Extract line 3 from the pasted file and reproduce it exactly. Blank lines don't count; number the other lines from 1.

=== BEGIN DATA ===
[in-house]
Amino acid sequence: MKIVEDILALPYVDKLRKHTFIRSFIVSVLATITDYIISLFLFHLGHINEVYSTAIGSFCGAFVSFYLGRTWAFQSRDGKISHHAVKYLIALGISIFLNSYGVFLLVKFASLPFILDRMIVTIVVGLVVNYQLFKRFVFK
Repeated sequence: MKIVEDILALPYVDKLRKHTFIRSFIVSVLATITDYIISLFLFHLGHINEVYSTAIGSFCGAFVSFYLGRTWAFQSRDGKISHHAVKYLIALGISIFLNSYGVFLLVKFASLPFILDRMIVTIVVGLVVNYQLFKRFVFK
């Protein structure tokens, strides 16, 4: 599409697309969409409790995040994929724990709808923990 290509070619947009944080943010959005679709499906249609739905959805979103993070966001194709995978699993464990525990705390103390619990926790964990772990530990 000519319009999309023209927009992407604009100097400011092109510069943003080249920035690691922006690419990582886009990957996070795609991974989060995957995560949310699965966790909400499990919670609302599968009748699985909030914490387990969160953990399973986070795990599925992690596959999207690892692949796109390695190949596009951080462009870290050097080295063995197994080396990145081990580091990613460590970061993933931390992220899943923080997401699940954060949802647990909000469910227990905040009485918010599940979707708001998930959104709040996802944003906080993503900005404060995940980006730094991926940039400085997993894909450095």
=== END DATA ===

Repeated sequence: MKIVEDILALPYVDKLRKHTFIRSFIVSVLATITDYIISLFLFHLGHINEVYSTAIGSFCGAFVSFYLGRTWAFQSRDGKISHHAVKYLIALGISIFLNSYGVFLLVKFASLPFILDRMIVTIVVGLVVNYQLFKRFVFK